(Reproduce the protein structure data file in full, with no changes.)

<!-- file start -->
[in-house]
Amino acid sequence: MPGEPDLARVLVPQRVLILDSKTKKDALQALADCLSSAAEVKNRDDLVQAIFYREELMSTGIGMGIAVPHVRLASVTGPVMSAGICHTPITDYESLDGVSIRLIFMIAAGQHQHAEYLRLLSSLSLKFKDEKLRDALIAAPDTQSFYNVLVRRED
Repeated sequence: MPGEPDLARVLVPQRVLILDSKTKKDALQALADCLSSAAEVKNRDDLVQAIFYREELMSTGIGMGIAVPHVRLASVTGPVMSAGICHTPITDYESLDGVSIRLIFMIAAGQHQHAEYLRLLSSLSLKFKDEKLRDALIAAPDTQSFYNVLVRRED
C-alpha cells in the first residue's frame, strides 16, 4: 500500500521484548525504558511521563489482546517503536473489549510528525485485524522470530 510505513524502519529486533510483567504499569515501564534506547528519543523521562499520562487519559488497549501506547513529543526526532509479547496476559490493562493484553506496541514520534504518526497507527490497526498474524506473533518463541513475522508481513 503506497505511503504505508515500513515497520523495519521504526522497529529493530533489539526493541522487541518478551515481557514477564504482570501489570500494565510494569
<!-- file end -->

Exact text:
[in-house]
Amino acid sequence: MPGEPDLARVLVPQRVLILDSKTKKDALQALADCLSSAAEVKNRDDLVQAIFYREELMSTGIGMGIAVPHVRLASVTGPVMSAGICHTPITDYESLDGVSIRLIFMIAAGQHQHAEYLRLLSSLSLKFKDEKLRDALIAAPDTQSFYNVLVRRED
Repeated sequence: MPGEPDLARVLVPQRVLILDSKTKKDALQALADCLSSAAEVKNRDDLVQAIFYREELMSTGIGMGIAVPHVRLASVTGPVMSAGICHTPITDYESLDGVSIRLIFMIAAGQHQHAEYLRLLSSLSLKFKDEKLRDALIAAPDTQSFYNVLVRRED
C-alpha cells in the first residue's frame, strides 16, 4: 500500500521484548525504558511521563489482546517503536473489549510528525485485524522470530 510505513524502519529486533510483567504499569515501564534506547528519543523521562499520562487519559488497549501506547513529543526526532509479547496476559490493562493484553506496541514520534504518526497507527490497526498474524506473533518463541513475522508481513 503506497505511503504505508515500513515497520523495519521504526522497529529493530533489539526493541522487541518478551515481557514477564504482570501489570500494565510494569